But we also have a significant chunk that is hiring quality. These are your hyper-growth companies, your unicorn startups, where they say, Hey, I'm going to be bringing 20 or 30% of my workforce, sometimes even 50 & 60% this year. I need to make sure that I keep building a company that's great. A company that, you know, around surround a common theme and people can talk to each other and understand them, not just a mishmash of people who are just randomly hired.


Chad (15m 27s):

It sounds like there's nobody that you won't talk to is what I'm hearing is like you will talk to small companies, medium-sized companies, large companies, ones who want high volume all the way to executive it. Tell me, is there a niche that you won't touch?


Markellos (15m 45s):

A niche that we won't touch? Look executive, doesn't make a lot of sense for us they have different requirements, for example, some people will use us, but this is not what we're going after. And again, it's where we get the ROI where you have a big pain, and this is why our customers are getting increasingly larger because once you can have that reduction in turn, because you can have that increase in hiring quality, it makes so much more sense in volume. So some of our customers are fortune 500 companies and we see a trend of getting more, not less of those.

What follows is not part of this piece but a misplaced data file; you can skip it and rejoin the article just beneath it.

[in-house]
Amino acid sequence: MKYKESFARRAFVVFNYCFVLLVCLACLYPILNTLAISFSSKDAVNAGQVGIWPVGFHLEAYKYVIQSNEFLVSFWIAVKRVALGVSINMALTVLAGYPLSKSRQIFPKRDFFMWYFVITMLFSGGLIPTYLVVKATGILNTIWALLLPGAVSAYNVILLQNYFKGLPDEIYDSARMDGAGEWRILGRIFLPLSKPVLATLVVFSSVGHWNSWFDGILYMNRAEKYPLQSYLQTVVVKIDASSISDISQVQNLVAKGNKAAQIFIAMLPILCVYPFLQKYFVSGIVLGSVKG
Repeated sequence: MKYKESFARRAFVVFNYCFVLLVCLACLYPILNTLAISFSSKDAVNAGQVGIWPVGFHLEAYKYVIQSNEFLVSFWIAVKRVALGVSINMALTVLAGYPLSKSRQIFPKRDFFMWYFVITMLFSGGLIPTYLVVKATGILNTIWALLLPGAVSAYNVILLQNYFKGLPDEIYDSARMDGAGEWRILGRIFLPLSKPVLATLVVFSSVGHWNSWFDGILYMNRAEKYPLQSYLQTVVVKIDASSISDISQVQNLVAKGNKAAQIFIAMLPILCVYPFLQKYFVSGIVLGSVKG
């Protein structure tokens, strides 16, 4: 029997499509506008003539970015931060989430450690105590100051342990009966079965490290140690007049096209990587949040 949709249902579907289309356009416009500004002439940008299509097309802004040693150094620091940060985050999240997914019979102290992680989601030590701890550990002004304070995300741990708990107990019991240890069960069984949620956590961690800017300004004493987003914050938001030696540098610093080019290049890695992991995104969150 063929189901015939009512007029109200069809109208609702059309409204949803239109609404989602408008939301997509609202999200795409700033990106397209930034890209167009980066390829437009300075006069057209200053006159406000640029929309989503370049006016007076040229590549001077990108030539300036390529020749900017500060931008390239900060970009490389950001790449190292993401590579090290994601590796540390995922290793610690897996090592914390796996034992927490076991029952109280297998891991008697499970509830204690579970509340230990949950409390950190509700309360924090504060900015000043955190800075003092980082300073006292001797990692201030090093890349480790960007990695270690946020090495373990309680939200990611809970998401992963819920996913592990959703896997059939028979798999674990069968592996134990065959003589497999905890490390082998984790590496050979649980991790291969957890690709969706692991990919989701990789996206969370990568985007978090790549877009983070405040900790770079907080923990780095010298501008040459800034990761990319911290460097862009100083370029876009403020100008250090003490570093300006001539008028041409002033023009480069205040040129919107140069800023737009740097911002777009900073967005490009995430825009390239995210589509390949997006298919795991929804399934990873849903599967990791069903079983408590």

Chad (16m 20s):

Okay. So let's pivot real quickly to the candidate assessment, which takes 20 minutes. And it's via a chat bot. Now, is that a chat bot that is specific to your site and app that they have to use, or is that SMS and text? How does an individual interact and does that 20 minutes have to happen all at once in one sitting or can it happen throughout a couple of days or a couple of weeks as the candidate wants to respond.